Avani (avani) wrote,
Avani
avani

Little Tokyo Food Tour Part 1

Yesterday, we took a SixTaste guided eating tour through Little Tokyo. Little Tokyo, for those unfamiliar, is the largest and likely soon to be last "J-Town" left in the United States. The tour was very informal (no uniforms, signs, flags, or any nonsense like that) and the group was mostly composed of hungry engineers.

When I signed us up for a three and a half hour walking tour, I assumed there would be a little more walking and a lot less eating. Instead, we probably walked a total of .5 miles and ate 4 full meals along with 3 desserts.


Our first stop on the tour was Fugetsu-Do, a mochi maker. We had this lovely strawberry mochi and ended up also buying a few others. Fresh mochi is unimaginably better than the tough, chewy layer frequently on the outside of ice cream.



After mochi, we had our first and imho best real food of the tour. We went to Wakasaya, a donburi place at the edge of the Little Tokyo outdoor mall. They had the best negitoro donburi I've ever eaten, accompanied with a deliciously flavorful udon (secret: add tempura flakes).

 

Wakasaya also had some serious, not messing around wasabi. Our guide claimed that it was as close as you could get to real, from the mountains, non-cultivated wasabi in America, and I believe him. The fumes made most eyes at the table water and discouraged several of the ethnically Japanese tourists from trying it. I'm a relative wasabi wuss, but the wasabi was so perfect with the donburi that I kept adding just a little bit more. I want to go back there already.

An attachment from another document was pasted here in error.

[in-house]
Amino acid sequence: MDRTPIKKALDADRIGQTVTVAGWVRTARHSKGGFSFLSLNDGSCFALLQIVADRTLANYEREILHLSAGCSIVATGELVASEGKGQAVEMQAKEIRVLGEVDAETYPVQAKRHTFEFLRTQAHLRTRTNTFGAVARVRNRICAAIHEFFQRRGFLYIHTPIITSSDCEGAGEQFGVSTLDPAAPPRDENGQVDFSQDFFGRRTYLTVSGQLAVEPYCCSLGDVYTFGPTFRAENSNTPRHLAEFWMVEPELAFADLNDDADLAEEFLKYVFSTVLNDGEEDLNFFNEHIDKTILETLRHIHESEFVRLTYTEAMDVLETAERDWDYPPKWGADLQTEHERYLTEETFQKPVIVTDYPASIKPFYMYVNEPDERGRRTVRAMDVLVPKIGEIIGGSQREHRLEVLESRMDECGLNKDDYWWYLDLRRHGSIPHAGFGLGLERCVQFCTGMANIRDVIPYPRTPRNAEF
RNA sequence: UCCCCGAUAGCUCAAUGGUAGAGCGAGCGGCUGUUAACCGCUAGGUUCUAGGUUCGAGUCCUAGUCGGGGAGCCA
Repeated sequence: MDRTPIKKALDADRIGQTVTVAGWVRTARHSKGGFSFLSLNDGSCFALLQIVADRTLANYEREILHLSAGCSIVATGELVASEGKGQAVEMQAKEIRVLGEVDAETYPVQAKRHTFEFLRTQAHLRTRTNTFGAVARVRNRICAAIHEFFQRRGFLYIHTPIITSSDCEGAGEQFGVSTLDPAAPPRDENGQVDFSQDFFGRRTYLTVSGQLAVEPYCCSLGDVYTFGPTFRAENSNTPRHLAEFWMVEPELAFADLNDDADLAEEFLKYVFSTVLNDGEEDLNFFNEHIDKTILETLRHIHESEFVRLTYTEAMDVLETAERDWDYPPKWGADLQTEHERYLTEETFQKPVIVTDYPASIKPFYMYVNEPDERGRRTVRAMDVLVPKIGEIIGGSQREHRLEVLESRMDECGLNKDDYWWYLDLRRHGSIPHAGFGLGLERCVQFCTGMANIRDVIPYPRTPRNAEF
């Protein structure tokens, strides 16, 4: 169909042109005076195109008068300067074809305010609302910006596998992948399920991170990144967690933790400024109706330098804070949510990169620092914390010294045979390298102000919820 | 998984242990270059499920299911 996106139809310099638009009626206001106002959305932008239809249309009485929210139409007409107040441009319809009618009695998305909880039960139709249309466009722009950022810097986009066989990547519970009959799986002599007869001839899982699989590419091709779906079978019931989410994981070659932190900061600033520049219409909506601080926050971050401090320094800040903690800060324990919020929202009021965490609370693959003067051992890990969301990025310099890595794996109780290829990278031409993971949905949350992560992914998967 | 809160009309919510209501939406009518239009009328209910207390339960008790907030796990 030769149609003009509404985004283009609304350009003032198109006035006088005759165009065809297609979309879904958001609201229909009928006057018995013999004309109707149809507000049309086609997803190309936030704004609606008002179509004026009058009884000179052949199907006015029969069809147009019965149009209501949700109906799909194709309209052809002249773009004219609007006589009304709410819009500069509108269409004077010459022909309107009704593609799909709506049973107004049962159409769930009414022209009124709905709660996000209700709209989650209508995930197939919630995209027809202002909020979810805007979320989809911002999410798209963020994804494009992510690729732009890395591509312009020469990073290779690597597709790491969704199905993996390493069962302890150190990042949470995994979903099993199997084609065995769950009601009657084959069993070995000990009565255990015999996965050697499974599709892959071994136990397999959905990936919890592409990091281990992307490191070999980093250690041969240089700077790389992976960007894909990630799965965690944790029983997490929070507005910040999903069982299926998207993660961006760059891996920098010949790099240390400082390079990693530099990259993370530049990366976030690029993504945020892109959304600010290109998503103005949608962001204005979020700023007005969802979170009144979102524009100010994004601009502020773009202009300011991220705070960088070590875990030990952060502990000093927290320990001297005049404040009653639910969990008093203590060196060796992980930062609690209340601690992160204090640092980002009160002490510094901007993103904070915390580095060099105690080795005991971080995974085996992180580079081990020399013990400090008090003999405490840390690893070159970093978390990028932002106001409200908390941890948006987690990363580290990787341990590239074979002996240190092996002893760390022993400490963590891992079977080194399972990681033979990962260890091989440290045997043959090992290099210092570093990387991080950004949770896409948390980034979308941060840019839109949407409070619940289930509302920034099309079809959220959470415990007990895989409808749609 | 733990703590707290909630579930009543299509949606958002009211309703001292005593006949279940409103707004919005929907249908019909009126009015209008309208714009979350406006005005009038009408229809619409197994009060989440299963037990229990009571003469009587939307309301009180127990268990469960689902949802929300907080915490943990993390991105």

The next stop was more food. Oiwake is the only stop we made that I'd been to before. They are a Hokkaido-style restaurant/karaoke bar that apparently had some hard times and reinvented itself in the 6 years since I'd last been there. The only dish I liked was the beef tataki below. We also had California rolls, which are universally gross (though, at least these were made with avocado instead of mayonaise), and gyoza which was fried, making it not Avani-food in the least. The tataki was deliciously seared and definitely something to order if you are fished out and aren't in the mood for noodles at a Japanese restaurant.



After so much food, we were ready for more dessert. Our next stop was to get imagawayaki at Mitsuru Cafe (Yelp). They are basically flattened steam buns filled with red bean paste. Red bean paste is the Japanese dessert staple, and as a bean-hater I was dreading it all tour. It turns out that there red bean paste is pretty decent even if you can't stand the taste of beans. They are also pretty:




I'm being called off. Join me next time for the secrets of mochi ice cream, a long passageway that once housed animals waiting for the knife, and the Turkish infiltration of Little Tokyo!
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